THE fighter plane known as P-47D-23RA managed to survive World War II in the Pacific.
Unlike many others from that era, it then dodged the scrapyard torch when it was abandoned in Papua New Guinea, where it spent decades in the yard of a private home.
And throughout these years, this P-47 Thunderbolt held a secret: a grease pencil signature inscribed inside the wing which read ‘Eva + Edith’.
“There are many more similar tales buried within these aircraft,” said Sara Zimmerman of AirCorps Aviation based in Minnesota, a company specialising in flight-worthy restorations of World War II aircraft.
As AirCorps wraps up the painstaking restoration of this fighter, the company is now on a quest to find the identities of ‘Eva + Edith’.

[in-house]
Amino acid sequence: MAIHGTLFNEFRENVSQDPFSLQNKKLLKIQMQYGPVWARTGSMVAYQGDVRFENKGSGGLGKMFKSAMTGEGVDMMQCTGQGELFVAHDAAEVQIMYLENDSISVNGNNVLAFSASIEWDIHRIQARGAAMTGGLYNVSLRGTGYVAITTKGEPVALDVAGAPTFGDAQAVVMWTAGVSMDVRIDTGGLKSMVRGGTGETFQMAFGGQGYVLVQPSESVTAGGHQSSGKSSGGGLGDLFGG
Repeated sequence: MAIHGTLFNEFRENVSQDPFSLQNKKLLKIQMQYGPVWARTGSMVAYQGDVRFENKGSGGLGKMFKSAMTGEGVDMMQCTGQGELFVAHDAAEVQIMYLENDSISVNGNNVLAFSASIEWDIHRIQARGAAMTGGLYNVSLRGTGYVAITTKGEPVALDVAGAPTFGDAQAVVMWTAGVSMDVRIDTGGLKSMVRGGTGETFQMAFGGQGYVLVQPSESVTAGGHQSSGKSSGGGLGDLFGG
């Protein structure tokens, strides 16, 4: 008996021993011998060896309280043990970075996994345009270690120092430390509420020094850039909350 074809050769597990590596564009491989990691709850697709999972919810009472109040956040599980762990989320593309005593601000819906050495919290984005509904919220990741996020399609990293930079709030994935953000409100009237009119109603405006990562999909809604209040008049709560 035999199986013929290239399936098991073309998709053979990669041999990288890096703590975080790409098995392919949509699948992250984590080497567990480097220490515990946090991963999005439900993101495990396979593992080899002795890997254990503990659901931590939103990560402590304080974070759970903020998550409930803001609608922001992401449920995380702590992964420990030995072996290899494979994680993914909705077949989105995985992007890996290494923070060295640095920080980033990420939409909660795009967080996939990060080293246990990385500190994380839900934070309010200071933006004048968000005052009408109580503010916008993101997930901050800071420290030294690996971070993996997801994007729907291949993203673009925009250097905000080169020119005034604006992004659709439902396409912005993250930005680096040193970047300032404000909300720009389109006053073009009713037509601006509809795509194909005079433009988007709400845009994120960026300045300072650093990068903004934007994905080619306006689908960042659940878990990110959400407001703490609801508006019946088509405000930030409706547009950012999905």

Although the P-47 finally rolled off an assembly line in Evansville, Indiana, the wing was almost certainly manufactured in Buffalo, New York, said Zimmerman.
And Eva and Edith? They most likely stood next to each other on an assembly line for the Curtiss-Wright Company.
The pair was among tens of thousands of American women who became factory workers in the 1940s to support United States war production.
AirCorps Aviation is meticulous with its restorations, preparing 3D computer models of aircraft and chasing down a myriad of historical leads.
The ‘Eva + Edith’ section of the P-47D-23RA wing will likely not make its way into the finished aircraft.
Due to its many years exposed to the elements in Papua New Guinea, the structure will have to be rebuilt from scratch.
However, the wing was in good enough shape to be laser scanned for replication.
Now we await the story of Eva and Edith - unless they have been lost to history.